Christians live in the world, but Christians are not to be of the world. We are God’s possession; bought with a price, and as such, different by virtue of His Grace!
2 Corinthians 6:14-18 (CSB)
Don’t become partners with those who do not believe. For what partnership is there between righteousness and lawlessness? Or what fellowship does light have with darkness? What agreement does Christ have with Belial? Or what does a believer have in common with an unbeliever? And what agreement does the temple of God have with idols? For we are the temple of the living God, as God said:
I will dwell and walk among them, and I will be their God, and they will be my people.
Therefore, come out from among them and be separate, says the Lord; do not touch any unclean thing, and I will welcome you. And I will be a Father to you, and you will be sons and daughters to me, says the Lord Almighty.
Not a suggestion
It seems fairly clear doesn’t it? Paul isn’t making any bones about the matter. ‘Therefore, come out from among them and be separate, says the Lord.’ If this is the case then why do we see so many that claim to be a part of the body of Christ seeking to attach themselves to the world we live in? Unfortunately, only appears to be two distinct possibilities
1. They are allowing sin to enter into their lives; thus distorting their intentions.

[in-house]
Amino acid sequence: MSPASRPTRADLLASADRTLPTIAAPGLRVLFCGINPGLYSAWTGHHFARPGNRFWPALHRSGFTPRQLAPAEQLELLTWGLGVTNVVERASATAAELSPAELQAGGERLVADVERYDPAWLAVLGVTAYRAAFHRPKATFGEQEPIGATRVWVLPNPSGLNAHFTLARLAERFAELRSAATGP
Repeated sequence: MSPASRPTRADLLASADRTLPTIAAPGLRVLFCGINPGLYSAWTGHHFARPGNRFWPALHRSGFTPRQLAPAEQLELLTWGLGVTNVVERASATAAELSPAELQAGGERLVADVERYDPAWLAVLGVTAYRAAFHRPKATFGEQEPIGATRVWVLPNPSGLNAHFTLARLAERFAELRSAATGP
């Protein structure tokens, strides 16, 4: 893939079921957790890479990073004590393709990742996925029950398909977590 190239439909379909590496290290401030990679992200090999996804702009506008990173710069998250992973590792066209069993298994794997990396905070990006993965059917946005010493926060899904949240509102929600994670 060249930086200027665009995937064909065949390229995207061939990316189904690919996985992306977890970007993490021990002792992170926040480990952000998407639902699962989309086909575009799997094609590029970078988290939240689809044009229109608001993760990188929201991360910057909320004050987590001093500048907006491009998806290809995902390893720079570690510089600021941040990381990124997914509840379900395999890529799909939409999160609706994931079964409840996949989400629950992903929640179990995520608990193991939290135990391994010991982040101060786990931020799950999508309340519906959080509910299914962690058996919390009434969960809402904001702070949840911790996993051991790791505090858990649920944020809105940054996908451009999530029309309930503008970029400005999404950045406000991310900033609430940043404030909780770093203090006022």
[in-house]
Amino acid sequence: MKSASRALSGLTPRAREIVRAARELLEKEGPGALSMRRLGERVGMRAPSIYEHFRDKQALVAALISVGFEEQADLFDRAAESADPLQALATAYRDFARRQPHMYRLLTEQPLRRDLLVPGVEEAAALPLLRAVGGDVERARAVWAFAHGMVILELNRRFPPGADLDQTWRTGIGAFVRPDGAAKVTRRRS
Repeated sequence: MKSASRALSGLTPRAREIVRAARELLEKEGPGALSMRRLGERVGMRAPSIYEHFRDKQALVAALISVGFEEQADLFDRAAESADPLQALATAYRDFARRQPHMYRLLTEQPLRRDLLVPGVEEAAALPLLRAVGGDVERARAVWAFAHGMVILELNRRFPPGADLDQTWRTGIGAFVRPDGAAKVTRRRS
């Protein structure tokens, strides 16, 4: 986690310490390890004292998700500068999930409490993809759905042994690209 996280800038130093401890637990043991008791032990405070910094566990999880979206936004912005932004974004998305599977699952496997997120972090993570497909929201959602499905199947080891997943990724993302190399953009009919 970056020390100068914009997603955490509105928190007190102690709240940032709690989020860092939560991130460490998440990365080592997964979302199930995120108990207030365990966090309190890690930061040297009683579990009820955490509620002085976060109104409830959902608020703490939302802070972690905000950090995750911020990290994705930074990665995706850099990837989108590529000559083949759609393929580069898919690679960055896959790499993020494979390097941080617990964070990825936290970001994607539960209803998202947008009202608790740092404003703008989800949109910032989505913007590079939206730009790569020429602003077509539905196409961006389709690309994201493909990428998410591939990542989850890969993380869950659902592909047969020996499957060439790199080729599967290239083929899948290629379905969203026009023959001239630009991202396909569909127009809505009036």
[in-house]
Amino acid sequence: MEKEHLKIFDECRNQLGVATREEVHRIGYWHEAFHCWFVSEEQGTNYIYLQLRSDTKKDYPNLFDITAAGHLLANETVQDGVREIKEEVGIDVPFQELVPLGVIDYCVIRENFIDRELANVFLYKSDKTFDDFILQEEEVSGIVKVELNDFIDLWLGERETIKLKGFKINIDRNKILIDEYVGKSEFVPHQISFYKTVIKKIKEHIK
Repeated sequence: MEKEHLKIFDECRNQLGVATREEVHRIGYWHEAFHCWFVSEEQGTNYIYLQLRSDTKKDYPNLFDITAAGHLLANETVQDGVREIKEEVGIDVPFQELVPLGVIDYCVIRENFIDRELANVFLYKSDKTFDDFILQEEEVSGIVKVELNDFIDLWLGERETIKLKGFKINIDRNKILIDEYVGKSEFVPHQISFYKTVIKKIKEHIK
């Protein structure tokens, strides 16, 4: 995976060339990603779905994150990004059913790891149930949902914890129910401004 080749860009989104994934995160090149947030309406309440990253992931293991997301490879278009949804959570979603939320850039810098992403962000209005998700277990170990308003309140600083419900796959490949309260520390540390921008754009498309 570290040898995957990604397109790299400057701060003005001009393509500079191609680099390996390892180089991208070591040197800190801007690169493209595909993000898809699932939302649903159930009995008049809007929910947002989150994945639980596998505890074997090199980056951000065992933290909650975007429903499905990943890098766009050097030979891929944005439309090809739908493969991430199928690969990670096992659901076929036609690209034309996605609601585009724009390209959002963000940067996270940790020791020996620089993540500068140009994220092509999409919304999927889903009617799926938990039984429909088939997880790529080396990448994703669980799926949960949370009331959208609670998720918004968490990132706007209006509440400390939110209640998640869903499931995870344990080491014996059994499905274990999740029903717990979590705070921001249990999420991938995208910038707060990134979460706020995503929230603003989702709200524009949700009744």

Romans 7:22-23 (CSB)
For in my inner self I delight in God’s law, but I see a different law in the parts of my body, waging war against the law of my mind and taking me prisoner to the law of sin in the parts of my body.
The enemy is always attempting to attack us at our weakest point; the flesh. This is a constant struggle despite the gains we see, we are most vulnerable when we feel we have it under control. This battle continues all the days we exist in these bodies of ours.
The believer that manages to keep Christ the center focus in their life is most successful in setting aside the carnal nature of the flesh. Again, never invulnerable to attack, but potentially much better prepared to resist when temptation comes.
The defeated believer allows sin to interfere with their relationship with the Lord and if left unabated ultimately becomes sin’s prisoner.
2. They are simply wearing the label because it is fashionable and fits with their world view.
Matthew 7:21-23 (CSB)
Not everyone who says to me, ‘Lord, Lord,’ will enter the kingdom of heaven, but only the one who does the will of my Father in heaven. On that day many will say to me, ‘Lord, Lord, didn’t we prophesy in your name, drive out demons in your name, and do many miracles in your name?’ Then I will announce to them, ‘I never knew you. Depart from me, you lawbreakers!’
Sadly, there are impostors that know all the right words and appear on the outside to be one of the family, but haven’t made the commitment to Christ nor subsequently repent. Salvation is imparted by our faith in Jesus, but unless that results in repentance (a change of mind/direction) then there hasn’t been a commitment to Christ. Some of these impostors are very good at simulating The Way but unless the heart has made a change they remain in their carnal state and ultimately Jesus will say ‘I never knew you. Depart from me, you lawbreakers!’